“At a time of massive income and wealth inequality working people, with great courage, are standing together against corporate greed,” said Sanders. “Their struggle is our collective struggle.”
Just one day after calling on progressives to “stand up and fight back” in 2022, Sen. Bernie Sanders is scheduled to participate in a Wednesday night town hall discussion with Alabama coal miners, California bakers, and West Virginia steelworkers, all of whom are “on strike against corporate greed.”
Called “2022: The Year of Solidarity,” the event—set to start livestreaming at 8:00 pm ET—is meant to celebrate the “extraordinary courage and determination” of working people “taking on powerful companies, and winning,” the Vermont Independent’s office said in a statement.
Amid the ongoing Covid-19 pandemic, which has exposed and exacerbated glaring inequalities throughout society—exemplified, for instance, by the fact that about 750 billionaires in the U.S. added $1 trillion to their combined net worth last year—”working people, with great courage, are standing together against corporate greed,” Sanders said late Tuesday night on social media.
“Their struggle is our collective struggle,” the democratic socialist added, stressing the need for working-class solidarity.
Ahead of Wednesday night’s event, Sanders highlighted three key battles that labor is currently waging against capital.
Since April, roughly 1,100 workers at Warrior Met Coal—often forced to work as many as seven days a week and up to 16 hours per day—have been on strike in Brookwood, Alabama, as Common Dreams has reported.
As Sanders’ office explained:
In 2016, under great pressure to keep the company afloat and keep jobs in their community, these coal miners agreed to a $6-an-hour pay cut—more than 20% of their average salary—and a substantial reduction in their healthcare and retirement benefits as part of a restructuring deal made by Wall Street vulture funds like Blackstone and Apollo. Meanwhile, the executives at Warrior Met and their Wall Street investors made out like bandits. Since 2017, Warrior Met has rewarded $1.4 billion in dividends to its wealthy shareholders while handing out bonuses of up to $35,000 to its executives. Yet, while the company has returned to profitability, Warrior Met has offered its workers a measly $1.50 raise over 5 years and has refused to restore the healthcare and pension benefits that were taken away.
“In Santa Fe Springs, California,” the progressive lawmaker’s office pointed out, “about 100 bakery workers, who make cakes for Baskin Robbins, Safeway, and Cold Stone Creamery, are on strike against the appropriately named Rich Products Corporation at the Jon Donaire Desserts production plant.”
According to Sanders’ team:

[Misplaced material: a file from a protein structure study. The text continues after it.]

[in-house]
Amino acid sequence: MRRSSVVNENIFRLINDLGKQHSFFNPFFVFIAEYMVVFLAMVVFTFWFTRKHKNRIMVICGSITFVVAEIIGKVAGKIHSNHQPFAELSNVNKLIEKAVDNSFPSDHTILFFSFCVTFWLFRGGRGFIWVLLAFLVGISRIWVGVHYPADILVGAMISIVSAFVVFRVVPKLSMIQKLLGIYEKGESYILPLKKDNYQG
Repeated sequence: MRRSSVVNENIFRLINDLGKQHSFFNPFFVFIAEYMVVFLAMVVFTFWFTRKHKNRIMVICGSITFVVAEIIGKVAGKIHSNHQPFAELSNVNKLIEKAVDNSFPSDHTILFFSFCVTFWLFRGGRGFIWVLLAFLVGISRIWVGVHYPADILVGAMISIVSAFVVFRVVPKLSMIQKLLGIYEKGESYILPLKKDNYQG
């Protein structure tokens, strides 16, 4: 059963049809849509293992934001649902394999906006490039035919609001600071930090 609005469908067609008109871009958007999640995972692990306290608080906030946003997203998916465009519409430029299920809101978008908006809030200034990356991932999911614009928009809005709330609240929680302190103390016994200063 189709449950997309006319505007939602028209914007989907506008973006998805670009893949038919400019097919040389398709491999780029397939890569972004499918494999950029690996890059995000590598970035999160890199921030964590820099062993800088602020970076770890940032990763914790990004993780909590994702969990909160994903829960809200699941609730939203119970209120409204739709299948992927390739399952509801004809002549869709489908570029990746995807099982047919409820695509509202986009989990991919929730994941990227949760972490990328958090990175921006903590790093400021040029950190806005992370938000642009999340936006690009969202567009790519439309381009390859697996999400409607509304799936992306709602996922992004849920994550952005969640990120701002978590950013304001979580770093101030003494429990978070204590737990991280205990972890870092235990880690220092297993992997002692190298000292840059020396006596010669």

About 75% of these employees are Latina women who are often forced into mandatory overtime with little to no notice and sometimes work up to 16 hours a day. This is a company that made $4 billion in revenue last year. During the pandemic, Bob Rich, the majority owner of Rich Products, increased his wealth by more than $2 billion. While the workers he employs barely make more than California’s minimum wage, Mr. Rich currently has a net worth of more than $7.5 billion. Yet, despite his billions in wealth, the “best and final offer” Mr. Rich has put on the table for his workers is an insulting $1-an-hour wage increase.
And in Huntington, West Virginia, about 450 steelworkers at Special Metals—a subsidiary of Precision Castparts, which is owned by billionaire Warren Buffett’s multinational holding conglomerate Berkshire Hathaway—have been engaged in a major strike for more than three months.
“Buffett, of course, is one of the richest people in the world, with wealth of over $109 billion,” said Sanders’ office. “While Special Metals made $1.5 billion in profits last year and Mr. Buffett became over $40 billion richer during the pandemic, executives at this company offered workers an outrageous and insulting contract that includes a zero pay increase for this year, and a totally unacceptable 1% pay raise next year, while quadrupling healthcare premiums and reducing vacation time.”
Last week, as Common Dreams reported, Sanders slammed Buffett—who famously told the New York Times in 2006 that “there’s class warfare, all right, but it’s my class, the rich class, that’s making war, and we’re winning”—for refusing to side with workers at Special Metals.
“Let’s be clear,” Sanders tweeted Tuesday. “Class warfare in this country is intensifying. The ruling class is united, and they are united in greed.”
“No one individual is going to save us,” he said. “We must rise up together. Our greatest weapon in these times is our solidarity.”